The Touch of Jesus

  2 views

This sermon is offered by the CRCNA as part of our Reading Sermons series.

Scripture: Luke 6:17-19Luke 8:42-48

Sermon prepared by Rev. Duane Smith, Bemis, South  Dakota

Baseball fans are often excited about seeing the players of their favourite team play and after the game have a chance to meet some of them. Better yet, to talk with them, shake their hands or get their autograph. To do that is a thrill — just to be near them or to touch their favourite player. It is something they will remember for a long time.

For Roman Catholic people it is an even greater thrill to see the pope when he, in the pope-mobile, drives through the streets. You can see the people line up by the thousands, waving — if only to be close to the pope — maybe even to have his shadow fall on them, or better yet, to touch him, or his garment. Best of all, to get to speak to him, to feel his power and influence in their lives.

The same thing happened when Mother Teresa was still alive and she would come to visit a town. Or, nowadays, Billy Graham for that matter. People who come near them or touch them, somehow, feel close to God and extremely blessed. Even the sick have experienced healing power in their lives.

In the book of Acts, chapter 5, there is such a phenomenon. The apostle Peter was in the temple at the place called Solomon's colonnade. Because many men and women believed in the Lord, people brought their sick into the streets and laid them on beds and mats so that at least Peter's shadow might fall on some of them as he passed by.

People saw in Peter healing power that he did in the name of Jesus. Later, in Acts 19, Paul was in Ephesus and God did extra-ordinary miracles through him so that even handkerchiefs and aprons that had touched him were taken to the sick and their illnesses were cured and evil spirits left them.

If this phenomenon was true of Peter and Paul, how much more so of Jesus, the Son of God. While on earth, He made Himself available to the people, going from town to town, house to house, ate with tax-collectors and sinners, easily talked to people from every social class, slave and free, Jew and Gentile, men, women and children. Whoever came to Him, He never turned away. The people often crowded around Him and many took the initiative to have Jesus come near and touch them.

In Matthew 14, just after Jesus had walked on the water, people brought all their sick to Him and begged Him to let the sick just touch the edge of His cloak and all who touched Him were healed. In Luke 6, people all tried to touch Him because power was coming from Him and healing them all. In Luke 18, people were also bringing babies to Jesus to have Him touch them. Oh, what a joy, what a blessing to feel the warmth of Jesus' touch! It seems that Luke, himself a doctor, knew the special effects of touch. And how it enhanced healing for the sick. He mentions Jesus' touch more often than Matthew and Mark.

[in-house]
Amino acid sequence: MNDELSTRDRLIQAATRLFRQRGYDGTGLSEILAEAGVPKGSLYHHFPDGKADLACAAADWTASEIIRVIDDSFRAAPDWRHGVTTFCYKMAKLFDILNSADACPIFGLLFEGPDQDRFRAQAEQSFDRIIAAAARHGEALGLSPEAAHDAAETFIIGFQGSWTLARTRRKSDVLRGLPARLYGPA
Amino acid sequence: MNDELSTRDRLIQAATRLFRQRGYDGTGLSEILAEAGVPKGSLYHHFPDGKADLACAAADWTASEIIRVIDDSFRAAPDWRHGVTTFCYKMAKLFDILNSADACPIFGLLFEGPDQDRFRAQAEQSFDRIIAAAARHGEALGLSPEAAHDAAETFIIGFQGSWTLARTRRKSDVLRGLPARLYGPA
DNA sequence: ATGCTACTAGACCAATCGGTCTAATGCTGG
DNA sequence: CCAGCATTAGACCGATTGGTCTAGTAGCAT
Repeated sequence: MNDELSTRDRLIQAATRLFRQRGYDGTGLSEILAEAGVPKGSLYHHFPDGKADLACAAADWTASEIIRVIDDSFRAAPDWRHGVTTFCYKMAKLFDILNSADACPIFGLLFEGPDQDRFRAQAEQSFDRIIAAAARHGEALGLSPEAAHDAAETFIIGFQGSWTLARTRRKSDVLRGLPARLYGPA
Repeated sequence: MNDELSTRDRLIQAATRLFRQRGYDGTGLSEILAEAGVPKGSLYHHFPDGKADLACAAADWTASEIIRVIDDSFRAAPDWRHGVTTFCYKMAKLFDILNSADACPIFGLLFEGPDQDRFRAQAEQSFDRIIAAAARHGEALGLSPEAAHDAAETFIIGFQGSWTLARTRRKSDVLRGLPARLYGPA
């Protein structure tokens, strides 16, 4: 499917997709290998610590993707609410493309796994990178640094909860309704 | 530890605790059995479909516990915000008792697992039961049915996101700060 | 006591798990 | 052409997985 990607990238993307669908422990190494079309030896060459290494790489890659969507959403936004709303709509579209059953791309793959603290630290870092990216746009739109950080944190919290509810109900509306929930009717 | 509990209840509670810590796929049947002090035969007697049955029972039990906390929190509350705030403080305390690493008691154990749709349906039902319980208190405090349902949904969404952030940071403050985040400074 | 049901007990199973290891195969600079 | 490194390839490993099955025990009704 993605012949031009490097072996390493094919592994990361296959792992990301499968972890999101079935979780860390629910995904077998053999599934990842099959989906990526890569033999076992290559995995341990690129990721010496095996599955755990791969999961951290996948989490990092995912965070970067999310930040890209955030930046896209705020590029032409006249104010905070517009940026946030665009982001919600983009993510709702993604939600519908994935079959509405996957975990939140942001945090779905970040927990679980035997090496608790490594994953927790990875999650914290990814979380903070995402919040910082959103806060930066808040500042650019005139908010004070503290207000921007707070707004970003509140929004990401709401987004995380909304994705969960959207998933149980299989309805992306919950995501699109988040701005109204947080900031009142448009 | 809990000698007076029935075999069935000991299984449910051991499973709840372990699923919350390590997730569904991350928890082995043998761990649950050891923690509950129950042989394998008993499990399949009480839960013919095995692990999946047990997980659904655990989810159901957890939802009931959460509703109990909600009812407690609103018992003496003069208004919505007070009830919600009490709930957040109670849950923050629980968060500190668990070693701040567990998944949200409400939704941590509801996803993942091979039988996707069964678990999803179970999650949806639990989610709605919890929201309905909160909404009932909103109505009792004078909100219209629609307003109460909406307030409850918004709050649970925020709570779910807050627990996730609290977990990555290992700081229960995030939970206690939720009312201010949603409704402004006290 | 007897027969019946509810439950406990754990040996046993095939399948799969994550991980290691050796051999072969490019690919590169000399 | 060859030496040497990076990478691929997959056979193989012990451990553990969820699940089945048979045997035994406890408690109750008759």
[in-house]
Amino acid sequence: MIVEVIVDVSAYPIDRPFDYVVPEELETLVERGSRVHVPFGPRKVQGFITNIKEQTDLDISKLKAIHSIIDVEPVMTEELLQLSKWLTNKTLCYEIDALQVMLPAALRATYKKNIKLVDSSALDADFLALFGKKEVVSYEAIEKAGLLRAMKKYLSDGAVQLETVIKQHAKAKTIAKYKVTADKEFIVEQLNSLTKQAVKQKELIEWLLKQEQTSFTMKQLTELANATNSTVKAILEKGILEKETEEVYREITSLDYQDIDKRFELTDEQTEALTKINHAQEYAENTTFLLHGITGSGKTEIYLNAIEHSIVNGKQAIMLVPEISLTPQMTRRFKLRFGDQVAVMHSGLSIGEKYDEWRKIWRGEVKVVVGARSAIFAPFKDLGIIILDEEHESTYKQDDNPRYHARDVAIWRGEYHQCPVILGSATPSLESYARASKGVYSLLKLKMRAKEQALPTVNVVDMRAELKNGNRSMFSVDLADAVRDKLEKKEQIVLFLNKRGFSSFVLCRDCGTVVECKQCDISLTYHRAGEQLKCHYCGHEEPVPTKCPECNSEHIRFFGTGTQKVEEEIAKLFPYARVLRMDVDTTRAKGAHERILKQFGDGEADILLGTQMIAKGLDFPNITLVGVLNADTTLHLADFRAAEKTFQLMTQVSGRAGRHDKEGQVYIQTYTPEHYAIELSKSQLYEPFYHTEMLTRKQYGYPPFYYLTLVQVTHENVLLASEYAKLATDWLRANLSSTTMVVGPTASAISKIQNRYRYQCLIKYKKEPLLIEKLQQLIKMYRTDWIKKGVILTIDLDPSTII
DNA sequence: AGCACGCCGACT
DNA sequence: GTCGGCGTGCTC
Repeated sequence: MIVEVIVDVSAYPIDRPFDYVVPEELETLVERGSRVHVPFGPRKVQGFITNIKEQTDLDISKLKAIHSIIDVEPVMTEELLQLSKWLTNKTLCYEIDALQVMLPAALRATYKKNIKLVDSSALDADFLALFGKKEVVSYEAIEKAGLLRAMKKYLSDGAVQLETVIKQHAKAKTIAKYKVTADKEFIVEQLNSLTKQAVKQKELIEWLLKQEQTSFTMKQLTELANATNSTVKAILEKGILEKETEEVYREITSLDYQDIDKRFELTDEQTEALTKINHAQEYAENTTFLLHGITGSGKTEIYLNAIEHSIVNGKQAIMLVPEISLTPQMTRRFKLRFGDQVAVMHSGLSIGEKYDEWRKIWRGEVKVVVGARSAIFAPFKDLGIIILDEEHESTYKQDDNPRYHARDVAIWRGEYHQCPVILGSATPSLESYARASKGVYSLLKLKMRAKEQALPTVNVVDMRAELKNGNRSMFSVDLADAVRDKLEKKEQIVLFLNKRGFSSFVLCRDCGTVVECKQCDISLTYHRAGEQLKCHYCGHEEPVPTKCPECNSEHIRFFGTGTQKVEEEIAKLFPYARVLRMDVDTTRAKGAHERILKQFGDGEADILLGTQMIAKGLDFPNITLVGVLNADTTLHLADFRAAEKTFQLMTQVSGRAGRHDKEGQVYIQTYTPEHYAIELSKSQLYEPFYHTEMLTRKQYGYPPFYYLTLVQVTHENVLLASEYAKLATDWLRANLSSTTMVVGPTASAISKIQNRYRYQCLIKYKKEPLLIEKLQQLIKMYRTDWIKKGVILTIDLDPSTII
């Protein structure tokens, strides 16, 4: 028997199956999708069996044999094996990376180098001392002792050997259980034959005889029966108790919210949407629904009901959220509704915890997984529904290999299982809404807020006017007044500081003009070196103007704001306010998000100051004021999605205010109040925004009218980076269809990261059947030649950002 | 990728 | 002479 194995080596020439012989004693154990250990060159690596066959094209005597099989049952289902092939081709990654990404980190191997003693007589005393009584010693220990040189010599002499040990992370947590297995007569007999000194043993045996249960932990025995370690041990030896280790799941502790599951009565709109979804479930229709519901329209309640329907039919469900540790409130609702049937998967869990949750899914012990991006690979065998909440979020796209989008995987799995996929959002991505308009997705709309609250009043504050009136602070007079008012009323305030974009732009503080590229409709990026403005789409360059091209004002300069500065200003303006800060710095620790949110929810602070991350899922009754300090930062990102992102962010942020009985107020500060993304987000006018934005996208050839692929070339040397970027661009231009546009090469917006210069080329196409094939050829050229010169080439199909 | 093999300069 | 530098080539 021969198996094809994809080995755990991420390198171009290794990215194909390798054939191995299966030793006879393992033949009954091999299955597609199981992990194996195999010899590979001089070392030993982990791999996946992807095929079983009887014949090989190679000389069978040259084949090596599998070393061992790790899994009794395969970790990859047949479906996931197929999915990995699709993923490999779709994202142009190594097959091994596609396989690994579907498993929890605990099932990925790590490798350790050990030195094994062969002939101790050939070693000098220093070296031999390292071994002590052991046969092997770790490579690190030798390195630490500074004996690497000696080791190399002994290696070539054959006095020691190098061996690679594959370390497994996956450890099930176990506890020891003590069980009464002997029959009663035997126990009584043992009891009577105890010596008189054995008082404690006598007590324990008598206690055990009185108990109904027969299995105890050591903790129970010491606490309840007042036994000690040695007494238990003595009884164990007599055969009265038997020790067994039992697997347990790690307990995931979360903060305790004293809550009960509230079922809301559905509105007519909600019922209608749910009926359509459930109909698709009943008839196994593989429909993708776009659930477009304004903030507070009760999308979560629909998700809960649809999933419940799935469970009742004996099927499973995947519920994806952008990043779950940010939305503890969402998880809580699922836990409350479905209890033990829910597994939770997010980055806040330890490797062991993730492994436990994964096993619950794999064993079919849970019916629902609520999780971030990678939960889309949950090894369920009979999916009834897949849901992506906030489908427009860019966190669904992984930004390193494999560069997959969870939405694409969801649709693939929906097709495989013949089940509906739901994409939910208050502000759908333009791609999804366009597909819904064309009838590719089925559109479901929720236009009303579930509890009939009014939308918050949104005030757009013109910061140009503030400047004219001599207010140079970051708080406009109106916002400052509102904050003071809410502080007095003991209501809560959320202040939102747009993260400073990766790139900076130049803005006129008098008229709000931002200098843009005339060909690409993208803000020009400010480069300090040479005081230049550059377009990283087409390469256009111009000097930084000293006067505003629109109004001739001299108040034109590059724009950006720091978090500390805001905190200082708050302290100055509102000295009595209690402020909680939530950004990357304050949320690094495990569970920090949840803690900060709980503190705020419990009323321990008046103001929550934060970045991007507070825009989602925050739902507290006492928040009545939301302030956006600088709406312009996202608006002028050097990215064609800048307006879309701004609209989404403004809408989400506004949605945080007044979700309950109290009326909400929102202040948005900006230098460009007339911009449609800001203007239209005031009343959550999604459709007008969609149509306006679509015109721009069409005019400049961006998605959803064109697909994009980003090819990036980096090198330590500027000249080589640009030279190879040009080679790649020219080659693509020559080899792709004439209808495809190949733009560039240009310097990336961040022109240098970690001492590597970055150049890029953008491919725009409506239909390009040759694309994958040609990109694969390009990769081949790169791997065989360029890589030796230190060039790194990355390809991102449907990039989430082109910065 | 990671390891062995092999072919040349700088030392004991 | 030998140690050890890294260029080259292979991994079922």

The power of touch by a doctor or therapist, even today, enhances healing. It's regrettable that we live in a society where no one dares to touch another person for fear of sexual harassment — a touch that so easily sends out the wrong message.

Touch, of course, must always be appropriate. Be it on the arm or shoulder, a gentle embrace or a hug. It's often done at weddings and funerals and other such occasions of great joy or sadness. Babies need to be touched, cuddled and held to grow and develop normally. Our children need to be touched and hugged on occasion, including through the teen years. It conveys the message, louder than words could say, “We care for you and about you.” It gives encouragement and hope.

Adults also need to be touched. We need to do it more often at the appropriate times and places. In a time of difficulty, times of depression, after a talk, a handshake or better, a hand on arm or shoulder, even a hug with the words, “Hang in there... you can do it, I'm praying for you,” makes hope soar.

A certain telephone company has a line, “Reach out and touch someone.” The phone call to someone who is struggling makes him or her more blessed and hopeful. Thinking and knowing that someone cares enough to call and talk. We should not be afraid to reach out and touch someone.

People in the crowds reached out to touch Jesus and He touched them with power. The power of God went out from Him to heal and restore. One of the most moving stories in Scripture of such healing power was of a woman in the crowd who had suffered for twelve long years from some sort of bleeding. Doctors were of no help and she had spent all her money but still there was no cure. Worse, she was considered to be an outcast of society, ceremonially unclean.